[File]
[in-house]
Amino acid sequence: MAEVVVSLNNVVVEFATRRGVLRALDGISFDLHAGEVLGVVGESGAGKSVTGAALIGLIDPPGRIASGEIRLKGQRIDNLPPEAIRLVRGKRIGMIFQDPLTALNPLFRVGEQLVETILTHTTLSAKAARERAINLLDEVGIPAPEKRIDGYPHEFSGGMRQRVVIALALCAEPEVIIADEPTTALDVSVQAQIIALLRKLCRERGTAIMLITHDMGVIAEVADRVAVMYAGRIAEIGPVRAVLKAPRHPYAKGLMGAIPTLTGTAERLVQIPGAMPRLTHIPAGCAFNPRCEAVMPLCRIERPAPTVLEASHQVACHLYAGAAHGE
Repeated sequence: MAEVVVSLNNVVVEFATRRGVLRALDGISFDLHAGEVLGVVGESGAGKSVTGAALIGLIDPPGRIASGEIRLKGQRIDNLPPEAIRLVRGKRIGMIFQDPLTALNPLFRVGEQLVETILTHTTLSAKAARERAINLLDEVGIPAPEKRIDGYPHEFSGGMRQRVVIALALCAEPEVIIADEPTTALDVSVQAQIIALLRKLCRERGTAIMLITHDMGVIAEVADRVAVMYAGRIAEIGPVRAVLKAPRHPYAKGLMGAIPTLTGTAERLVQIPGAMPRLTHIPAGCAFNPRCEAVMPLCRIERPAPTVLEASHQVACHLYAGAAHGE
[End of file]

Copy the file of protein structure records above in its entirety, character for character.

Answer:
[in-house]
Amino acid sequence: MAEVVVSLNNVVVEFATRRGVLRALDGISFDLHAGEVLGVVGESGAGKSVTGAALIGLIDPPGRIASGEIRLKGQRIDNLPPEAIRLVRGKRIGMIFQDPLTALNPLFRVGEQLVETILTHTTLSAKAARERAINLLDEVGIPAPEKRIDGYPHEFSGGMRQRVVIALALCAEPEVIIADEPTTALDVSVQAQIIALLRKLCRERGTAIMLITHDMGVIAEVADRVAVMYAGRIAEIGPVRAVLKAPRHPYAKGLMGAIPTLTGTAERLVQIPGAMPRLTHIPAGCAFNPRCEAVMPLCRIERPAPTVLEASHQVACHLYAGAAHGE
Repeated sequence: MAEVVVSLNNVVVEFATRRGVLRALDGISFDLHAGEVLGVVGESGAGKSVTGAALIGLIDPPGRIASGEIRLKGQRIDNLPPEAIRLVRGKRIGMIFQDPLTALNPLFRVGEQLVETILTHTTLSAKAARERAINLLDEVGIPAPEKRIDGYPHEFSGGMRQRVVIALALCAEPEVIIADEPTTALDVSVQAQIIALLRKLCRERGTAIMLITHDMGVIAEVADRVAVMYAGRIAEIGPVRAVLKAPRHPYAKGLMGAIPTLTGTAERLVQIPGAMPRLTHIPAGCAFNPRCEAVMPLCRIERPAPTVLEASHQVACHLYAGAAHGE